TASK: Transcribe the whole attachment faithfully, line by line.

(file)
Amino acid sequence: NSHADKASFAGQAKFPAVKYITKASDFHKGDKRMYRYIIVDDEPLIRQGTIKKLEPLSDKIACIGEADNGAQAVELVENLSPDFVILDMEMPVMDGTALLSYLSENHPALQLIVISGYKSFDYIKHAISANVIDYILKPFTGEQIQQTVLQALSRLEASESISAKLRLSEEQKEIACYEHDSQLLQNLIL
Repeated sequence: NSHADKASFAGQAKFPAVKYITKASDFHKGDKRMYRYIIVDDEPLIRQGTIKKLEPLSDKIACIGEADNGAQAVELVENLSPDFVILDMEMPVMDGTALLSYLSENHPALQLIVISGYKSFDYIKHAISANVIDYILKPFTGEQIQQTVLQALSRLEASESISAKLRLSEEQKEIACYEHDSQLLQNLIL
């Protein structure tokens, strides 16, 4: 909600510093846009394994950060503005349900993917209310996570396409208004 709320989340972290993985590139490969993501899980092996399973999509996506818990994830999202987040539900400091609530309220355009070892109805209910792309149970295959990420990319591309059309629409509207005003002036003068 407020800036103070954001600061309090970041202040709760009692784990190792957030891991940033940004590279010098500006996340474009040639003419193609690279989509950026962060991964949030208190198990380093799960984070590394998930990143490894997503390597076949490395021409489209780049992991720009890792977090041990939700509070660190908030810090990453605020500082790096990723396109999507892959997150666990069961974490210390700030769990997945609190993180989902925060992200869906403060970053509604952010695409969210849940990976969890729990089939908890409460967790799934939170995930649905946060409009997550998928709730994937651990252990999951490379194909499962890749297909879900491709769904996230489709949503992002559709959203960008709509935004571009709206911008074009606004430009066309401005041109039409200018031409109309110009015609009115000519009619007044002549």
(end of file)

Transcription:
Amino acid sequence: NSHADKASFAGQAKFPAVKYITKASDFHKGDKRMYRYIIVDDEPLIRQGTIKKLEPLSDKIACIGEADNGAQAVELVENLSPDFVILDMEMPVMDGTALLSYLSENHPALQLIVISGYKSFDYIKHAISANVIDYILKPFTGEQIQQTVLQALSRLEASESISAKLRLSEEQKEIACYEHDSQLLQNLIL
Repeated sequence: NSHADKASFAGQAKFPAVKYITKASDFHKGDKRMYRYIIVDDEPLIRQGTIKKLEPLSDKIACIGEADNGAQAVELVENLSPDFVILDMEMPVMDGTALLSYLSENHPALQLIVISGYKSFDYIKHAISANVIDYILKPFTGEQIQQTVLQALSRLEASESISAKLRLSEEQKEIACYEHDSQLLQNLIL
């Protein structure tokens, strides 16, 4: 909600510093846009394994950060503005349900993917209310996570396409208004 709320989340972290993985590139490969993501899980092996399973999509996506818990994830999202987040539900400091609530309220355009070892109805209910792309149970295959990420990319591309059309629409509207005003002036003068 407020800036103070954001600061309090970041202040709760009692784990190792957030891991940033940004590279010098500006996340474009040639003419193609690279989509950026962060991964949030208190198990380093799960984070590394998930990143490894997503390597076949490395021409489209780049992991720009890792977090041990939700509070660190908030810090990453605020500082790096990723396109999507892959997150666990069961974490210390700030769990997945609190993180989902925060992200869906403060970053509604952010695409969210849940990976969890729990089939908890409460967790799934939170995930649905946060409009997550998928709730994937651990252990999951490379194909499962890749297909879900491709769904996230489709949503992002559709959203960008709509935004571009709206911008074009606004430009066309401005041109039409200018031409109309110009015609009115000519009619007044002549």